An Electronic Evidence Base Supporting Derivation, Dissemination and Learning for Diagnostic Clinical Prediction Rules in Primary Care Practice
Diagnostic error is a threat to patient safety in the context of primary care. Clinical prediction rules (CPRs) are a form of structured evidence based guideline that aim to assist clinical reasoning through the application of empirically quantified evidence to evaluate patient cases. Their acceptance in clinical practice has been hindered by literature-based dissemination and doubts regarding their wider applicability. The use of CPRs as part of electronic decision support tools has also lacked acceptance for many reasons: poor integration with electronic health records and clinician workflow, generalised guidelines lacking patient-specific recommendations at point-of-care, static rule based evidence that lacks transparency and use of proprietary technical standards hindering interoperability.
The ‘learning health system’ (LHS) describes a distributed technology based infrastructure to generate computable clinical evidence and efficiently disseminate it into clinical practice. This research describes an LHS based on computable CPRs for diagnostic decision support that makes use of aggregated sources of primary care electronic health record data to derive and disseminate computable CPRs.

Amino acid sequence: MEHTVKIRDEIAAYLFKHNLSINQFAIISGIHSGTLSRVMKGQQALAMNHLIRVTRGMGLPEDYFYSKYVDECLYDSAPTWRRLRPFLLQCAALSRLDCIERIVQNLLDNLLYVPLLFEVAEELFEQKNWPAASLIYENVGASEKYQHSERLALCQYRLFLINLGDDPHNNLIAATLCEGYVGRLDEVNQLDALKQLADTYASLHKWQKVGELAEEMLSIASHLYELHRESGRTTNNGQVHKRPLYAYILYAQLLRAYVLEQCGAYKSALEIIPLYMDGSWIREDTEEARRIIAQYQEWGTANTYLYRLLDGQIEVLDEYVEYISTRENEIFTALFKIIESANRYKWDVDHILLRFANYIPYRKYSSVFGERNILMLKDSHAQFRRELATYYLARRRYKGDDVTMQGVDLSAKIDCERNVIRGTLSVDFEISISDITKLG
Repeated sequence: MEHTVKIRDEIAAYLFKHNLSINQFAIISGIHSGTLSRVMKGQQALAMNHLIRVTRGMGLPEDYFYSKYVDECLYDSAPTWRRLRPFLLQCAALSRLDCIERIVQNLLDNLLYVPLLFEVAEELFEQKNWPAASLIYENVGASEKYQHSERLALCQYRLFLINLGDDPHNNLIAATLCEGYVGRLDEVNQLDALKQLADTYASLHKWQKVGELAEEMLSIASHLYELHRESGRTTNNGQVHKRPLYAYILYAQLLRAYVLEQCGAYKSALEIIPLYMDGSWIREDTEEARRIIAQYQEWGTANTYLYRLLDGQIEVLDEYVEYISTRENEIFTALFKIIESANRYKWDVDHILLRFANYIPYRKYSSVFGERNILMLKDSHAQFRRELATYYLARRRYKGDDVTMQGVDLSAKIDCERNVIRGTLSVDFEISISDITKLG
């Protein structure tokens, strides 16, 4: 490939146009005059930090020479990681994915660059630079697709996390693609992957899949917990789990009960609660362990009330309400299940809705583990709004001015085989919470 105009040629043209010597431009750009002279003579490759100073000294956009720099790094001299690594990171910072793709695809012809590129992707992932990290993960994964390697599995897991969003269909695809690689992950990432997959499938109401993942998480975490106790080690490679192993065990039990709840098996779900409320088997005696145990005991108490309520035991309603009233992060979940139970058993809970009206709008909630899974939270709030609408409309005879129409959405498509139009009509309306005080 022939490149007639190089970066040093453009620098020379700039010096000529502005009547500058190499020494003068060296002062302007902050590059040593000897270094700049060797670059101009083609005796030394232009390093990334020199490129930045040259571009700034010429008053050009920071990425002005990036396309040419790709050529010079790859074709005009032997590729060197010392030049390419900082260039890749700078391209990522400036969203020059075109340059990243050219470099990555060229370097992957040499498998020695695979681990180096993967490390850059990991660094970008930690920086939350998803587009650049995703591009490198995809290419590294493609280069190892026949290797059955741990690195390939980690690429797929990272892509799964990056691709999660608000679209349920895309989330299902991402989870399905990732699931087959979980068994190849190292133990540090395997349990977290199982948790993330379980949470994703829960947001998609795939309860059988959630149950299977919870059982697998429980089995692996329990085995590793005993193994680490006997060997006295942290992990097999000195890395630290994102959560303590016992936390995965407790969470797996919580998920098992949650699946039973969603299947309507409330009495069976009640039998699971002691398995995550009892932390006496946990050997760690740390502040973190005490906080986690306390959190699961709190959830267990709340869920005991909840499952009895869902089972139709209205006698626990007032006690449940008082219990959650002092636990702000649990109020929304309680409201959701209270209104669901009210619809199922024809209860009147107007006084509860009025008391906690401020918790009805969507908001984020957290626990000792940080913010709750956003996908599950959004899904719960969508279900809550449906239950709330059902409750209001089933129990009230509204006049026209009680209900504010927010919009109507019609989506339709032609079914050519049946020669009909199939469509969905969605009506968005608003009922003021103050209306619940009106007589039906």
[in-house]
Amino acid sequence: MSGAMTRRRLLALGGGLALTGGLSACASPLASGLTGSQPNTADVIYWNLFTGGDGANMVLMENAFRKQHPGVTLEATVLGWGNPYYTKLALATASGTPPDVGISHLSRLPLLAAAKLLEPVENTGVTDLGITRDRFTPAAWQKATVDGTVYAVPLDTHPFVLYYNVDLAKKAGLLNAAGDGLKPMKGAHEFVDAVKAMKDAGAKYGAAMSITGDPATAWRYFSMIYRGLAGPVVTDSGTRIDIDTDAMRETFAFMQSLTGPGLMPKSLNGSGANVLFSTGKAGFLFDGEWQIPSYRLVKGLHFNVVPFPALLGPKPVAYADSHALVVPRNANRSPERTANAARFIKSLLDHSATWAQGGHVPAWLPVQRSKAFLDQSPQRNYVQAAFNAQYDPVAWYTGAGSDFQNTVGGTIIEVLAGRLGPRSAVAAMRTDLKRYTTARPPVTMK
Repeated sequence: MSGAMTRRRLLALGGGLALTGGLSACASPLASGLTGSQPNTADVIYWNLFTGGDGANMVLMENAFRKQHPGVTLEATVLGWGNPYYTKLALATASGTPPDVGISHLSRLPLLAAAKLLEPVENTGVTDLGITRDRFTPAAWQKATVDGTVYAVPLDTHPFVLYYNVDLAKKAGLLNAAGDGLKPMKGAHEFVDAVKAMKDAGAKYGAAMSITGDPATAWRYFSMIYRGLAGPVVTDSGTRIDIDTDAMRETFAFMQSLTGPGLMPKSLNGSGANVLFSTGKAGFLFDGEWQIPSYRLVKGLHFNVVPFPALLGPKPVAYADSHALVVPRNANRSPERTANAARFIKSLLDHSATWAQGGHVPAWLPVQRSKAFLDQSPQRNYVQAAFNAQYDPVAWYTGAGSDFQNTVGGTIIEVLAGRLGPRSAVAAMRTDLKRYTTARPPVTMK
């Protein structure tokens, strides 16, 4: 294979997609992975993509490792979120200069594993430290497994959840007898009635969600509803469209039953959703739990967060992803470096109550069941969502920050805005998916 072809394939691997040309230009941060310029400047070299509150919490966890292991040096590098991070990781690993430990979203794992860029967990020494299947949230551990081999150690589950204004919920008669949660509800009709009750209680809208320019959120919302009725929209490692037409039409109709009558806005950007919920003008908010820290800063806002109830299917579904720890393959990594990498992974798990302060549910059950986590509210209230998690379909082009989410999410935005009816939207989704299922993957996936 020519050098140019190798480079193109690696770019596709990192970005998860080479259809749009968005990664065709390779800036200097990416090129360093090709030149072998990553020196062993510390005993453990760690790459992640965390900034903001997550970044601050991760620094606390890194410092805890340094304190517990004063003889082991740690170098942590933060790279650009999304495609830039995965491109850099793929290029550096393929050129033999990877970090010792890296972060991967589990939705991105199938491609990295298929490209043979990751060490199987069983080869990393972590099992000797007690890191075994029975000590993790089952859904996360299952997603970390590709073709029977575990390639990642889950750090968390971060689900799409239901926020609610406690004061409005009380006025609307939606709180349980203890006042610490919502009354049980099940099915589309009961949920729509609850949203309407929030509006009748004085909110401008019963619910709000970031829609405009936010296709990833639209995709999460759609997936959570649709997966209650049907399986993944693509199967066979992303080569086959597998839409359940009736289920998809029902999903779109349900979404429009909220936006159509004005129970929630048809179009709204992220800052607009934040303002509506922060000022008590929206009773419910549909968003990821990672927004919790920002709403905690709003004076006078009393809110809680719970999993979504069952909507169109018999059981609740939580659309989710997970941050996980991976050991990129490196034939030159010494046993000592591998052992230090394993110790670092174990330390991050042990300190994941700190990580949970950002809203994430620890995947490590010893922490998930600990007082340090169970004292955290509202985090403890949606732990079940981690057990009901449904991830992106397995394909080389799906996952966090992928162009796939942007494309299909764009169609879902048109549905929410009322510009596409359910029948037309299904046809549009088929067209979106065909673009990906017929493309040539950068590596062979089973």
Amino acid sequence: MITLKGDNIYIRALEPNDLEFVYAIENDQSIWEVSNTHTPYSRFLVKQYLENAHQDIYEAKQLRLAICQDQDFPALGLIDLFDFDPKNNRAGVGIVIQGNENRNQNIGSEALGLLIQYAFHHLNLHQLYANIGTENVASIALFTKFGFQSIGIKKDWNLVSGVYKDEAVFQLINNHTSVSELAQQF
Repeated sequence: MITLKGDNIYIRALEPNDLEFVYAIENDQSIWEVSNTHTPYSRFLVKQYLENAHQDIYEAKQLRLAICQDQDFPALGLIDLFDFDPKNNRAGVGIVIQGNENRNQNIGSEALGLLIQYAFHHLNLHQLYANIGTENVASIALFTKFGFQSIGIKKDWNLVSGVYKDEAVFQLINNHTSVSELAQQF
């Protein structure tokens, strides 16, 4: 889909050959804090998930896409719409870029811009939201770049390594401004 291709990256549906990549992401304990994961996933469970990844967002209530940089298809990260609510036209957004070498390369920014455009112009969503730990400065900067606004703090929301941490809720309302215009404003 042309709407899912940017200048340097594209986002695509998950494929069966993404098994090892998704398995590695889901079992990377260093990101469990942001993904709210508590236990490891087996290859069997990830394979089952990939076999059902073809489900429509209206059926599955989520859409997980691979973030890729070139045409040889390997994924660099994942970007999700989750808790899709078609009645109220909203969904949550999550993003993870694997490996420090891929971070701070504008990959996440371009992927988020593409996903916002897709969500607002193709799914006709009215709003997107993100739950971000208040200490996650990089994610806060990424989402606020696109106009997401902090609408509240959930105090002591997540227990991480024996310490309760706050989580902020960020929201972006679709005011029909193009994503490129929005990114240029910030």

Based on a literature review of clinical and technical best practice regarding use of CPRs, a theoretical model for CPRs supporting two critical aspects for a successful LHS is proposed: the model representation and translation of clinical evidence into effective practice, and the generation of curated clinical evidence that can dynamically populate those models thus closing the learning health system loop. A functional implementation of the theoretical model demonstrates an infrastructure that is model-driven, service oriented, constructed using open standards, and supports a learning evidence base derived from electronic sources of patient data.
A number of challenges exist for the LHS community to consider including medico-legal responsibility for generated diagnostic evidence, developing trust in the LHS, constraints imposed by clinical terminologies on evidence generation, and quality and bias of underlying EHR data for evidence generation.